The United States Tax Court is a court established by Congress under the Constitution. When the Internal Revenue Service has determined a tax deficiency and has sent the notorious 90-day letter, the so-called Notice of Deficiency, you may dispute the deficiency in the Tax Court before paying any disputed amount.

The Tax Court’s jurisdiction also includes the authority to order abatement of interest, award administrative and litigation costs, review certain collection actions, determine relief from joint and several liability on a joint return, redetermine worker classification, adjust partnership items, redetermine transferee liability, make certain types of declaratory judgments, and review awards to whistleblowers who provide information to the Commissioner of Internal Revenue.

The U.S. president appoints all 19 Tax Court judges. Trials are conducted and other work of the Court is performed by those judges. All of the judges have expertise in the tax laws and apply that expertise in a manner to ensure that you are assessed only what they owe, and no more. The main Court is in Washington, D.C., while the judges travel all over the country to conduct trials in various designated cities such as Los Angeles, San Francisco, San Diego and Fresno (where only small tax cases are heard).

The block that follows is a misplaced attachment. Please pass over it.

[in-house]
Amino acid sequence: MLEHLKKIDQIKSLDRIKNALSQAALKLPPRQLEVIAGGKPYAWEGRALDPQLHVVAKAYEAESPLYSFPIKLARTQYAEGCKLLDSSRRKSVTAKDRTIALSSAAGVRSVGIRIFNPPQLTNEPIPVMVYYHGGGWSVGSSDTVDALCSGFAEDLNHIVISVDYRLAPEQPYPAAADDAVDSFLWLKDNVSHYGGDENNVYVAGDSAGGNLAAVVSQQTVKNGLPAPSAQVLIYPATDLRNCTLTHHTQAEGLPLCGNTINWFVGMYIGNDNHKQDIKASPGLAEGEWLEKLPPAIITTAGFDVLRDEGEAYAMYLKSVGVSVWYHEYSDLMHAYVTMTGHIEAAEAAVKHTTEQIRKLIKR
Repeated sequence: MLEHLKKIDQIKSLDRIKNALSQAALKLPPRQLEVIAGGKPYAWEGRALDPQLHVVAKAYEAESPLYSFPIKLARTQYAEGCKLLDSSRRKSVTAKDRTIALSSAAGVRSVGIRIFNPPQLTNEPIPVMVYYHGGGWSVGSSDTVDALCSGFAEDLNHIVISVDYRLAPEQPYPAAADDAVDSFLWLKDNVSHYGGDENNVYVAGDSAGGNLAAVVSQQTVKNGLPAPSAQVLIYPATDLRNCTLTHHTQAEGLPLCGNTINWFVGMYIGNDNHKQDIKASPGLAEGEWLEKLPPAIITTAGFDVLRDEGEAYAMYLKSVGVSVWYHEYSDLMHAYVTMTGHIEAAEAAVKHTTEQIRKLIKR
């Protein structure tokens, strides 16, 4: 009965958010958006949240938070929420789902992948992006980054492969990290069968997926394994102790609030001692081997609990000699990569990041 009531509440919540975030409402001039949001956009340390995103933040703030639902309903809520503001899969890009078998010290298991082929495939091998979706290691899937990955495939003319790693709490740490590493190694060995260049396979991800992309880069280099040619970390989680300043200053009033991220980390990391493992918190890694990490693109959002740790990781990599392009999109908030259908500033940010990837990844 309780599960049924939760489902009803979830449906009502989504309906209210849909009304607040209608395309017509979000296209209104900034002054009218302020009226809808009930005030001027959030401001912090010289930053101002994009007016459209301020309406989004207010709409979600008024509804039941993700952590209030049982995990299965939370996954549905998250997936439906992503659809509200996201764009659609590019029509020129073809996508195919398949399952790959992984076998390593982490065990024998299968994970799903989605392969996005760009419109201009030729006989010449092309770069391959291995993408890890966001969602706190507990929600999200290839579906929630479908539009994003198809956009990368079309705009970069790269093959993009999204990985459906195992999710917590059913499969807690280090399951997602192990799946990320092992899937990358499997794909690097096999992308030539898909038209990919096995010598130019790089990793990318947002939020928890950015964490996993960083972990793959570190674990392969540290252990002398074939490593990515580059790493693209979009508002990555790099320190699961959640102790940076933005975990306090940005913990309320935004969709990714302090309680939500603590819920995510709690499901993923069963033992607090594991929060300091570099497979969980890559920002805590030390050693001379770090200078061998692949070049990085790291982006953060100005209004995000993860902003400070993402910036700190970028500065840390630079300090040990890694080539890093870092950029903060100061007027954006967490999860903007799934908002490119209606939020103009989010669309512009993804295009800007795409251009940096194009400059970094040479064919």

California’s employers as well as employers throughout the U.S. are required to withhold and pay Federal employment taxes (consisting of Federal Insurance Contribution Act –FICA- taxes and Federal Unemployment Tax Act –FUTA- taxes with respect to wages paid to their employees.

The one determined to be the employer under a multi-factor common law test or under specific statutory provisions generally has the obligation for Federal employment taxes. For example, a third party that is not the common law employer can be a statutory employer if the third party has control over the payment of wages.

In addition, certain designated agents who prepare and file employment tax returns using their own name and employer identification number are jointly and severally liable with their principals for employment taxes with respect to wages paid to the principals’ employees.

The Government Proposes To Increase Certainty With Respect To Worker Classification

Current Law